Mine (resource extraction)
A mine (noun) is a place where natural resources are extracted from the ground. To mine (verb) is to engage in processes of extraction from those places, and mining refers to the actual processes of extraction. Mine and mining are also used as adjectives in a large number of instances (E.g., mine shaft, mine portal, mine worker, mining equipment, mining technology).
Mining is a very ancient human activity. Archeological expeditions show mining predates the invention of writing.
Materials extracted from the ground in mines have included:
- metallic nuggets, and metallic ore;
- fossil fuels, like coal, tar sands, and oil-shale;
- salt, and other chemicals, like potash;
- gems, like diamonds;
- construction material, like rock, sand and gravel;
- fossil water.
Various techniques are used to extract valuable materials from the Earth.
Open pit mining
When the valuable material is at or relatively near the surface it is either removed from the ground, or the over-burden is removed first.
Open-pit mines used for extracting rocks, sand or gravel are often called "quarries", or "borrow pits". Although quarries are open pit mines, their designation is used when the material being extracted does not require additional processing to become final product. Thus limestone or marble is quarried, gold is mined.
Historically, mine owners made no effort to fill in the pits left behind. Because they are often rocky, and contain no topsoil, it is rare for the vegetation to grow back in the pits, or on the piles of overburden. There has been a significant change in this practice in the last century and although the open pits are not refilled there is a significant amount of remediation that is done to improve the land surrounding the pit.
Exposure to the weather can leach toxic material into the local groundwater, from the exposed surface of the pit, and on the surface of the piles of overburden.
Another large group of mining techniques requires that the tunnels be used to access the area of mineralization. Typically these deposits occur at a depth that makes them impossible to mine as open pits.
Evolving technology has enable miners to go more deeply underground. Cave-ins, and the build-up of toxic or explosive gases and aerosols has remained a constant problem. The development of steam power allowed miners to pump out ground-water to get at minerals below the natural water-table.
"Placer mining" is the name given to extracting valuable material that has already been removed from the ground, and gone through some natural sorting, through erosion caused by the natural flow of water. The sandbanks lining the courses of streams, downstream from outcroppings of metals like gold and copper often contain minute nuggets of relatively pure metal. The sand-sized grains of metal are more dense than ordinary sand, so the grains are concentrated in layers, when the river currents build up the sandbank.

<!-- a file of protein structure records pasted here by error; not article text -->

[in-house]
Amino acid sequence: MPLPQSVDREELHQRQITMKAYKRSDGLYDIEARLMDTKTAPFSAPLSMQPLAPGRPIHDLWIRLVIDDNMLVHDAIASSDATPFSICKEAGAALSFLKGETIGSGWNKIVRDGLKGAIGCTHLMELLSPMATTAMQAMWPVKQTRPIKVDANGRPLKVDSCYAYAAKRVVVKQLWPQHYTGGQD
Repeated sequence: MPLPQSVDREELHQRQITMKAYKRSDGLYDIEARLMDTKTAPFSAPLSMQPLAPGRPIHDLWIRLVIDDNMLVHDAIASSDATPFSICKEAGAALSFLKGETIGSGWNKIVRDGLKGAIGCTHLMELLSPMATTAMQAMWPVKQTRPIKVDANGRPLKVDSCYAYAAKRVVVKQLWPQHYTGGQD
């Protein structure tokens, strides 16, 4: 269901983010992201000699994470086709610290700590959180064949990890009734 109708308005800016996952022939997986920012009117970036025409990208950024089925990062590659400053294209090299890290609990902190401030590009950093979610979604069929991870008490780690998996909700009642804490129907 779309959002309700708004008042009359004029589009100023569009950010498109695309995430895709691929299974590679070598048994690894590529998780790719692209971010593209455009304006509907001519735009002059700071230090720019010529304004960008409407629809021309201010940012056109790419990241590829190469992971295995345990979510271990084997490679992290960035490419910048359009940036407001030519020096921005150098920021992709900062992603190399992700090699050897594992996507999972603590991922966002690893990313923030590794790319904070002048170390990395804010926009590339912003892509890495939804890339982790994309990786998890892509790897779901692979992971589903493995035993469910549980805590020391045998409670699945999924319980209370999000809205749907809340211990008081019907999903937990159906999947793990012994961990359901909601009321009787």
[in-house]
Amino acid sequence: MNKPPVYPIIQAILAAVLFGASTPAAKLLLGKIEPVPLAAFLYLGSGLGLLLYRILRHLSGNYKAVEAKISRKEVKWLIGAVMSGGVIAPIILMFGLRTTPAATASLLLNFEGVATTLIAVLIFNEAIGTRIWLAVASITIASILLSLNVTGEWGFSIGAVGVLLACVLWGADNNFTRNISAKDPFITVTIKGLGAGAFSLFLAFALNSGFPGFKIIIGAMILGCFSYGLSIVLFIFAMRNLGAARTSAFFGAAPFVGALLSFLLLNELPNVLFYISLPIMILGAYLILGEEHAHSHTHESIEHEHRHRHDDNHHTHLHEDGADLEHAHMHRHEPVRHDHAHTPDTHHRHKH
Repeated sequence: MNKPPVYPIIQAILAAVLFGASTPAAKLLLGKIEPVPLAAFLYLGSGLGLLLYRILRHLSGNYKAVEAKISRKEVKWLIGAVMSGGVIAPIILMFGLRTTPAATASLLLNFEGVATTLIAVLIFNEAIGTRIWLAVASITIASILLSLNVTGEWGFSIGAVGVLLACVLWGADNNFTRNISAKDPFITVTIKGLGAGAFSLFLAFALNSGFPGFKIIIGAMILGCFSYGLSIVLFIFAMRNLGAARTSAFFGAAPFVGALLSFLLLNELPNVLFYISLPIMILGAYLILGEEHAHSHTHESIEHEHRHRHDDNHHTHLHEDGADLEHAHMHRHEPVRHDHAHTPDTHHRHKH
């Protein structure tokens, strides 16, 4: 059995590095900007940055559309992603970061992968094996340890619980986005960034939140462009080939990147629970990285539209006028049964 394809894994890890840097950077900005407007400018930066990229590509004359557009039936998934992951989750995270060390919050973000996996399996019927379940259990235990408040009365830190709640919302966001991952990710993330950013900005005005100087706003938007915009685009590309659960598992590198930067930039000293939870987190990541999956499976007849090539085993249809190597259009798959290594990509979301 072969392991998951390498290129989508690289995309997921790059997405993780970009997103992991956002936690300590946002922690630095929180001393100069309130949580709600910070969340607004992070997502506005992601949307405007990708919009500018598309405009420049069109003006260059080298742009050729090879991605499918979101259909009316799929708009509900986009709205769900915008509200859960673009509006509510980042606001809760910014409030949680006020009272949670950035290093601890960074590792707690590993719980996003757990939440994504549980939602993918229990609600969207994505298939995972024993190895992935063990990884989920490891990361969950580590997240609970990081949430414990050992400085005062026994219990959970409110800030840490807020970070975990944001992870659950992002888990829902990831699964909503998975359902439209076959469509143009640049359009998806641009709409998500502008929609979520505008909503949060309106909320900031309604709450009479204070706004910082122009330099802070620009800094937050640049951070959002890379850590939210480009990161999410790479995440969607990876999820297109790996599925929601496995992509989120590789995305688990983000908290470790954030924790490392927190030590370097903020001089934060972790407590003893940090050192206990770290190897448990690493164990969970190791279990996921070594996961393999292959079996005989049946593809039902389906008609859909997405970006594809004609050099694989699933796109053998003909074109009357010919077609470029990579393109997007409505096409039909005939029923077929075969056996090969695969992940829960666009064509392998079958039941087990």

It can be easier to extract valuable material from these sandbanks than it is to extract the material through digging in the ground. Placer miners can use the waterpower of the flowing stream. And they can use the stream's water for processing the sand.
Panning for gold is a form of placer mining with a low environmental impact. But in larger scale placer mining the miners build sluices, divert the course of the stream, and dig through the sandbank placing it in the water flowing in the sluice, for sorting. A side effect of this kind of placer mining can be a significant build up of silt in the downstream water, making the stream uninhabitable for native species that need clear water.
The techniques through which metal ores are processed typically leave toxic detritus, called "tailings". The toxic silt left over from processing oil sands are also called "tailings". Some material is extracted by mixing toxic chemicals, like cyanides, mercury or arsenic with the ore; this may produce toxic water runoff.
Historically mine owners made no effort, or made ineffective efforts, to prevent toxic runoff of effluents from processing the material. In recent decades mine owners in some jurisdictions have been forced build tailing ponds to contain the toxic effluent from processing. There have been high-profile breaches of the containment dikes of tailing ponds.